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Guest Columnist Author: Dr. Joseph Markenson Last Updated: Nov 29, 2012 - 7:11:02 AM



Golf and Your Knees

By Dr. Joseph Markenson
May 25, 2011 - 10:28:04 AM



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(HealthNewsDigest.com) - The social aspects of your golf game, spending time with your friends and family, may do wonders for your well-being, but chronic knee pain can make you feel like never lifting a club again.

Many of my patients with knee osteoarthritis (OA) have bought into the myth that physical activity will make knees feel worse. However, nothing could be further from the truth, with the right treatment plan. Regular physical activity has actually been shown to improve some arthritis symptoms and promote general health. So a round of golf with friends and family may be a good way to keep your knees working well.

Maintaining an active lifestyle can strengthen muscles, improve functionality and ease pain for people with knee OA. The American College of Rheumatology recommends physical activity for managing the condition. While it may seem counterintuitive to do something that hurts in order to ease the pain, walking, aerobics and strength training have all been shown to do just that.

In fact, a study in the Annals of Internal Medicine showed that exercise and physical therapy improved function in people with knee OA, and may have helped delay or prevent the need for surgery.

Researchers at the Northwestern University Feinberg School of Medicine recently concurred with earlier studies, saying that even a small increase in physical activity helped people with knee OA walk faster. They also found that staying active reduced pain, depression and fatigue.
There is no “one-size-fits-all” way to treat knee OA. The unique nature of each individual’s condition usually requires the need for personal evaluation by a healthcare professional. That is why finding the right pain management regimen is an important part of helping patients get and stay active.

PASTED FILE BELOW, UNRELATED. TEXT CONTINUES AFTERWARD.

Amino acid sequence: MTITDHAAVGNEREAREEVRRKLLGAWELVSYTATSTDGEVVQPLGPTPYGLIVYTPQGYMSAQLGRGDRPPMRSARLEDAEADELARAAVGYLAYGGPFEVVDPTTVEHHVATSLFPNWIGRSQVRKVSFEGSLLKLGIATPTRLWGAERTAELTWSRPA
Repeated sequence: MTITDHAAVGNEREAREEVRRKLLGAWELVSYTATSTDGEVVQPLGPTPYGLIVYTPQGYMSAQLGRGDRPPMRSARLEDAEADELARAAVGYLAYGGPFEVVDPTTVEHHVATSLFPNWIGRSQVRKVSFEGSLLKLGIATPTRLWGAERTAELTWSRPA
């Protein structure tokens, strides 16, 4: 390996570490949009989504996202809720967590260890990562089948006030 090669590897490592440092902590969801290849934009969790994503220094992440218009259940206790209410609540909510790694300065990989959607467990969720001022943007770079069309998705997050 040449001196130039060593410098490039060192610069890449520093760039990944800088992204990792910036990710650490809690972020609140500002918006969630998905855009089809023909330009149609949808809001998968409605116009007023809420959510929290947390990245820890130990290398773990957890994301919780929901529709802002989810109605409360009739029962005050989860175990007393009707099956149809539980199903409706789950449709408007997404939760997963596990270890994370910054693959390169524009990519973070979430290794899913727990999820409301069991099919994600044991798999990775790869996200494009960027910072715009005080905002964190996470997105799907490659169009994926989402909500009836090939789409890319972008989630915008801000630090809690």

Treatments are tailored to each patient based on your individual needs. Options include over-the-counter nonsteroidal anti-inflammatory drugs (NSAIDs), or, if pain is persistent, speak with your doctor about prescription treatments. Some of the latest advances in topical pain treatments include newer diclofenac applications, which can potentially offer significant gastrointestinal safety benefits for certain patients. Beginning in 2000, a doctor-prescribed diclofenac patch, gel, and topical solution were approved separately for use in the United States.
Early action is key, and exercise is an important tool in treating OA. Walking 18 holes is the equivalent of walking 10,000 steps, making golf just one sport that may prove beneficial for people with knee OA.

As with returning from any injury, it is important to stay motivated. Whatever activity you choose, I recommend my patients record their progress and encourage their own movement. One way to do this is through the Arthritis Foundation’s Movement Tracker. To find out more information visit www.arthritis.org.

Dr. Joseph Markenson is an attending physician at the Hospital for Special Surgery in New York City and professor of clinical medicine at Weill Cornell Medical College.

Editor's note: The author acknowledges receiving honoraria from Covidien, the supplier of PENNSAID® (diclofenac sodium topical solution) 1.5% w/w, as a consultant and speaker.

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